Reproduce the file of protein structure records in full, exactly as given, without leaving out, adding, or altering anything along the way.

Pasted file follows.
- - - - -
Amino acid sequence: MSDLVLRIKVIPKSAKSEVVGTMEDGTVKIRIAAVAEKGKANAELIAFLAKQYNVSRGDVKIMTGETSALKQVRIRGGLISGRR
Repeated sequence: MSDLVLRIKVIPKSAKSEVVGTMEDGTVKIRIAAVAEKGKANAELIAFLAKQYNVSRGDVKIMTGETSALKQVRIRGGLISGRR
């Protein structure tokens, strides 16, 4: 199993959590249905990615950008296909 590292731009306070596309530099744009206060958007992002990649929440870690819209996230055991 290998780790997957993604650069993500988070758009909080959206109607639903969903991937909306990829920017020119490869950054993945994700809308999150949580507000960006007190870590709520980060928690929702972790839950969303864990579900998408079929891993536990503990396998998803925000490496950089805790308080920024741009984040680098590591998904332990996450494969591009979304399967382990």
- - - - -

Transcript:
Amino acid sequence: MSDLVLRIKVIPKSAKSEVVGTMEDGTVKIRIAAVAEKGKANAELIAFLAKQYNVSRGDVKIMTGETSALKQVRIRGGLISGRR
Repeated sequence: MSDLVLRIKVIPKSAKSEVVGTMEDGTVKIRIAAVAEKGKANAELIAFLAKQYNVSRGDVKIMTGETSALKQVRIRGGLISGRR
């Protein structure tokens, strides 16, 4: 199993959590249905990615950008296909 590292731009306070596309530099744009206060958007992002990649929440870690819209996230055991 290998780790997957993604650069993500988070758009909080959206109607639903969903991937909306990829920017020119490869950054993945994700809308999150949580507000960006007190870590709520980060928690929702972790839950969303864990579900998408079929891993536990503990396998998803925000490496950089805790308080920024741009984040680098590591998904332990996450494969591009979304399967382990």